It’s not often that you get off of a work call and do a little happy dance around your office, but that’s exactly what I did a few months ago after hanging up with Ryan Temple at Sustainable Northwest Wood. We had been talking about oak conservation, the Oak Accord, and the work that Sustainable Northwest Wood does in managing their supply chain of oak to ensure it comes from well-managed forests and from ecosystem restoration projects. Ryan enthusiastically spoke about his organization’s mission and how he thought it was important to give back to the oak forests from which they source their products. He was excited to learn about the Oak Accord and how it is connected to on-the-ground restoration. That’s when he proposed that Sustainable Northwest Wood donate 10% of their profits from Oregon White Oak purchases to the Oak Accord, directly supporting oak restoration as a way to demonstrate their commitment to sustainability.
Turns out, Ryan and I had been thinking about the same question: “How can using a type of wood protect the forests it comes from?”. Right now, the greatest threat to oak is not the logging of individual trees, but the conversion of oak habitat to other uses. The Oak Accord is currently working to build a local market for oak products that come from sustainably managed forests, creating financial value for landowners. This market could incentivize landowners to continue to manage oak forests and woodlands rather than convert them and lose critical oak habitat. By increasing the demand for oak and using the Oak Accord as a standard for well-managed forests that benefit habitat, carbon sequestration, and healthy soil – we think we can get there.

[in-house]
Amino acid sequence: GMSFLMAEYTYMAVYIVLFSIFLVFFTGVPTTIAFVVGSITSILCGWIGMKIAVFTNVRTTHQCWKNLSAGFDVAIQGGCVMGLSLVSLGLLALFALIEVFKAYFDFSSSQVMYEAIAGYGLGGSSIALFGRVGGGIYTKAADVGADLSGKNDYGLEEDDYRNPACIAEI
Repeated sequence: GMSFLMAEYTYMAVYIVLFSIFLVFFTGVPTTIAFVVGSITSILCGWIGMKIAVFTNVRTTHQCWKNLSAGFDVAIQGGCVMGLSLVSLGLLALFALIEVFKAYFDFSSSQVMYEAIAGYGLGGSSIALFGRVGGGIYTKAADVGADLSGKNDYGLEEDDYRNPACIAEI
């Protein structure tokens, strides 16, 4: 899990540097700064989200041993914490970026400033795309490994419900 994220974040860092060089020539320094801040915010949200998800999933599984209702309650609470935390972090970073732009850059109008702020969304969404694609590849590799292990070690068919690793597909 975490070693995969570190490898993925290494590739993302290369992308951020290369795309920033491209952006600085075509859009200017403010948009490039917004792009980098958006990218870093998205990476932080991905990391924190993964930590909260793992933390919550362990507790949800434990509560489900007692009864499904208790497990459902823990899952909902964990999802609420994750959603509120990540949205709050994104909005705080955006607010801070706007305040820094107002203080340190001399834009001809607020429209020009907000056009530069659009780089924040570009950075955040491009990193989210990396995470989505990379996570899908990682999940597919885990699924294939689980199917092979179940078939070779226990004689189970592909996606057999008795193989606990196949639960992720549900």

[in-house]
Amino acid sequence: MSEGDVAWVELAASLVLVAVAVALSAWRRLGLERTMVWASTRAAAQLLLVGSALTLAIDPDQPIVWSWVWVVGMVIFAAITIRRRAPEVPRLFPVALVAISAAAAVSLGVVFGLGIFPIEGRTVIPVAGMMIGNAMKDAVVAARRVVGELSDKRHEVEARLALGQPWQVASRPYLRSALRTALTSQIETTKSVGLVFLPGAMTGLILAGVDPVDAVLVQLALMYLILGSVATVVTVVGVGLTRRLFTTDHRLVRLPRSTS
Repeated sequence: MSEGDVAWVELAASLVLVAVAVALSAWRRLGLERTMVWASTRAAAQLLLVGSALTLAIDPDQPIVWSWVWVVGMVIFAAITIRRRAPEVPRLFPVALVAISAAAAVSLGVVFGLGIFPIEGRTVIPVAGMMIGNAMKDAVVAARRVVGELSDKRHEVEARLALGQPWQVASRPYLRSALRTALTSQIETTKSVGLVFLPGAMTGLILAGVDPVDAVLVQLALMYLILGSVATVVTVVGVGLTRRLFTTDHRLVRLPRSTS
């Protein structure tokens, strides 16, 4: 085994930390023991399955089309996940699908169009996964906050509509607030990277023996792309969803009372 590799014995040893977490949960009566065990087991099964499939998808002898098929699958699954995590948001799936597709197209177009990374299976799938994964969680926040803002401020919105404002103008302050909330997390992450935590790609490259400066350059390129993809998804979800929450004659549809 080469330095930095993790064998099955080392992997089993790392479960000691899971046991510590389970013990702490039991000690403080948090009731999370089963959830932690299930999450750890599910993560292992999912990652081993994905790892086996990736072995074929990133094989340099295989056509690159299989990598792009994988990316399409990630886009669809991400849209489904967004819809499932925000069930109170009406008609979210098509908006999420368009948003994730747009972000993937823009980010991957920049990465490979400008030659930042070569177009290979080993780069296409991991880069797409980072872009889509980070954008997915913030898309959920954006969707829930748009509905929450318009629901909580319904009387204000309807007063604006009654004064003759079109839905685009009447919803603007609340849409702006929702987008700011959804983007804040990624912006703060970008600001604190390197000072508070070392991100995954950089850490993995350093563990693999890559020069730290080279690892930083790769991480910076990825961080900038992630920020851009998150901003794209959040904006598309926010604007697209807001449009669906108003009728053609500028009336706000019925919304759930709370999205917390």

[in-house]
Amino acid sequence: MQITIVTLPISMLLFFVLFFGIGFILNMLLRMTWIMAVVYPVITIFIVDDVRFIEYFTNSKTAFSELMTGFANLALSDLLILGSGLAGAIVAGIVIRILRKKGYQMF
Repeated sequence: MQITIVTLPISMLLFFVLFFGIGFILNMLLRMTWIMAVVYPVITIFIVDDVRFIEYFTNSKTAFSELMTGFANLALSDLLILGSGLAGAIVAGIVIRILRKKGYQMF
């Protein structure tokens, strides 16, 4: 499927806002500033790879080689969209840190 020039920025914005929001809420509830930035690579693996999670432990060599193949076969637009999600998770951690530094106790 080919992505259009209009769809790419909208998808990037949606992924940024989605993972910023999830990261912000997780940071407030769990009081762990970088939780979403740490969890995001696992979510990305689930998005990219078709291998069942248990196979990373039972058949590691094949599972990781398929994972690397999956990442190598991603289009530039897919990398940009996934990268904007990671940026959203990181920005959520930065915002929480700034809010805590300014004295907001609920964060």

As we continue to find more resources, partnerships, and outreach for this effort, we now have one more piece to the puzzle helping us to bridge and connect the ecological significance and financial value of oak.
/ Photo by Bob Applegate